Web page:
Military News

Tuesday, October 21, 2008

America Supports You: New Jersey Guardsmen to Benefit from Joint Event

American Forces Press Service

Oct. 21, 2008 - A day-long event Oct. 18, hosted by five branches of a major retailer, netted a plethora of items for Adopt-a-Soldier Platoon to pack up and ship to members of the
New Jersey Army National Guard. Food, personal care items, small electronics, entertainment items and cash donations were collected in bins placed in five Best Buy stores to benefit New Jersey units, said Alan Krutchkoff, Adopt-a-Soldier Platoon's president.

"We've found that people enjoy connecting with our troops, especially when their donations reach soldiers from the local area," he said. "Best Buy is helping us make that happen, and it's very exciting to partner with this community-minded organization."
The event was sponsored by the chain's "Women's
Leadership Forum."

"The WOLF mission is to engage and inspire female employees and customers and create new opportunities for
Leadership, networking and community service," said Amie Gustanski, senior project manager. "Supporting [Adopt-a-Soldier Platoon] not only fits in with this mission, but also enables our employees and customers to feel engaged and provide valuable community service to our local soldiers and their families."

Adopt-a-Soldier Platoon is included on the America Supports You Web site. America Supports You is a Defense Department program that communicates citizen support to military members and their families.

Gates Honors Career Civilian Employees for Service, Dedication

By Donna Miles
American Forces Press Service

Oct. 21, 2008 - Defense Secretary Robert M. Gates today honored career civilian employees from throughout the department, crediting them with providing extraordinary support to warfighters and their families while improving efficiency and saving taxpayer dollars. Gates presented seven employees the Distinguished Civilian Service Award, the highest department honor recognizing exceptional contributions by a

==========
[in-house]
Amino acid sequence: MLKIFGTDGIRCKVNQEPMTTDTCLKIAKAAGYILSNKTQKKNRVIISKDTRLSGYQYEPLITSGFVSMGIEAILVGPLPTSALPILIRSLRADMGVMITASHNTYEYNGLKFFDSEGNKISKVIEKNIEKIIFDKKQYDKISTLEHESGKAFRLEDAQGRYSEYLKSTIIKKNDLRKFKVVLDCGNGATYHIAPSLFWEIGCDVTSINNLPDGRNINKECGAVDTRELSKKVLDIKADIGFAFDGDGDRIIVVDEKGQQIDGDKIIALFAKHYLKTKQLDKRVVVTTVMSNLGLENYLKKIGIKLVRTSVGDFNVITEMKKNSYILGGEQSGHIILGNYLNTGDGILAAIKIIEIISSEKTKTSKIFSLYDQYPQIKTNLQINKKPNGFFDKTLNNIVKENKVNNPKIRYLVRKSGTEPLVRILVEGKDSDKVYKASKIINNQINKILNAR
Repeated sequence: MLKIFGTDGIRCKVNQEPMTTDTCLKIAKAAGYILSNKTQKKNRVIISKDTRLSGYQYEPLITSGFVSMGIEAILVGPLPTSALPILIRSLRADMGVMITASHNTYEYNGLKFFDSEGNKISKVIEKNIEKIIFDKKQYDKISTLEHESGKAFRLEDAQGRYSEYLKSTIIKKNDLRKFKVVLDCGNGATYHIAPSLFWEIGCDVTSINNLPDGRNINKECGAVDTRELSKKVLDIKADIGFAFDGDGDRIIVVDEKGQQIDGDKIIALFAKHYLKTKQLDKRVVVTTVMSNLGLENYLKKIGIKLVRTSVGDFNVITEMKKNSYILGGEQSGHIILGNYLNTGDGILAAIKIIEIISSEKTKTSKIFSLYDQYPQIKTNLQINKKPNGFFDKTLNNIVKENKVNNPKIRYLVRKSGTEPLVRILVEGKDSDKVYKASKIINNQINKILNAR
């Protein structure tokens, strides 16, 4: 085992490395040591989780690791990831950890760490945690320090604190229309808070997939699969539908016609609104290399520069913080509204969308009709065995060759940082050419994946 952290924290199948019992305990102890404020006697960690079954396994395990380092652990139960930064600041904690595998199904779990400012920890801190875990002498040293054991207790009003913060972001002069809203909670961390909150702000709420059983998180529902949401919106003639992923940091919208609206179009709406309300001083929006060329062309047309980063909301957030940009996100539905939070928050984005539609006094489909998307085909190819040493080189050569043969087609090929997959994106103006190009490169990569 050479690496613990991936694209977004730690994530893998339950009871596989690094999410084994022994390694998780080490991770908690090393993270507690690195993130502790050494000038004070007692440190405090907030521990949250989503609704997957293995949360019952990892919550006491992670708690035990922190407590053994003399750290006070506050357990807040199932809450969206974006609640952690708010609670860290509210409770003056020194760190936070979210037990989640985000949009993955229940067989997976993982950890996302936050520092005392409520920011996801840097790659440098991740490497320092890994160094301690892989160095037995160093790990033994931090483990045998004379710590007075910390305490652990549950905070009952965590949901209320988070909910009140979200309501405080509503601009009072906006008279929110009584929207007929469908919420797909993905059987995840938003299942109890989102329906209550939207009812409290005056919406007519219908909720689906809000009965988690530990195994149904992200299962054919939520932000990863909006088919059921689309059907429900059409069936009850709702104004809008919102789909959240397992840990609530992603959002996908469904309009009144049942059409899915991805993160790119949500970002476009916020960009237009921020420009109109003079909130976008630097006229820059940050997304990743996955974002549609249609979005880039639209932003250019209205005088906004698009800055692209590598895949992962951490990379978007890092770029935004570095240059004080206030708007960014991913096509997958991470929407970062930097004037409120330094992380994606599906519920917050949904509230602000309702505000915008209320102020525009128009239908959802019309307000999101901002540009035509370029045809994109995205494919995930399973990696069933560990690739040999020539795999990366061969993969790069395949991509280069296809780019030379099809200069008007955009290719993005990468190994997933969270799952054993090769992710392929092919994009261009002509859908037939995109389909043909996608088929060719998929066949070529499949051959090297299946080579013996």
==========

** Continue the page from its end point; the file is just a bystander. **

civil servant. He also presented the David O. Cooke Excellence in Public Administration Award that recognizes a nonmanagerial department employee who exhibits potential as a future federal executive.

"It has been an honor to work with the people in this department – professionals whose overriding priority is the defense of our nation," Gates told the honorees.

He noted the broad range of pursuits in which the group has excelled: providing housing for troops, fielding new weapons systems while ensuring support for troops in the field, teaching safety training to foreign partners, helping to stand up U.S. Africa Command, negotiating treaties with allies and training new
leaders.

Gates conceded that it's not always fashionable in Washington to honor federal government employees, and that some politicians have been elected by criticizing the people they seek to lead.

"During my career, however, I have dealt with governments all over the world, and have found that the United States has the most dedicated, most honest and most capable public servants of any," he said.

The secretary praised dedicated career employees he said provide stability through
leadership changes. "You are the foundation that allows the Defense Department, the largest and most complex organization on the planet, to operate smoothly and efficiently," he said.

"Public service can often seem to be a thankless job," he said, adding that he counsels young people to accept the challenges because, "in truth, the satisfactions far outnumber the difficulties."